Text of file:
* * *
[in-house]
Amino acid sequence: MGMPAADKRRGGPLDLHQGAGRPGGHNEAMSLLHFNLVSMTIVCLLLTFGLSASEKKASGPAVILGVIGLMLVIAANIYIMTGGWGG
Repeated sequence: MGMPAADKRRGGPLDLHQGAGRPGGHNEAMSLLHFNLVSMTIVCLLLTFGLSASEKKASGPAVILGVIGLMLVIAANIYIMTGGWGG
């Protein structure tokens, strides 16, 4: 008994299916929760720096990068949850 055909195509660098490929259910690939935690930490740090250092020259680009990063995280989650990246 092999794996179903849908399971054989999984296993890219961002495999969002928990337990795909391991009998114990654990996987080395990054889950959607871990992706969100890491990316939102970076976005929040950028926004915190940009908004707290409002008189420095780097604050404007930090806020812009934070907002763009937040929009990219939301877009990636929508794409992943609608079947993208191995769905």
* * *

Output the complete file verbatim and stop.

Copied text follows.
[in-house]
Amino acid sequence: MGMPAADKRRGGPLDLHQGAGRPGGHNEAMSLLHFNLVSMTIVCLLLTFGLSASEKKASGPAVILGVIGLMLVIAANIYIMTGGWGG
Repeated sequence: MGMPAADKRRGGPLDLHQGAGRPGGHNEAMSLLHFNLVSMTIVCLLLTFGLSASEKKASGPAVILGVIGLMLVIAANIYIMTGGWGG
């Protein structure tokens, strides 16, 4: 008994299916929760720096990068949850 055909195509660098490929259910690939935690930490740090250092020259680009990063995280989650990246 092999794996179903849908399971054989999984296993890219961002495999969002928990337990795909391991009998114990654990996987080395990054889950959607871990992706969100890491990316939102970076976005929040950028926004915190940009908004707290409002008189420095780097604050404007930090806020812009934070907002763009937040929009990219939301877009990636929508794409992943609608079947993208191995769905």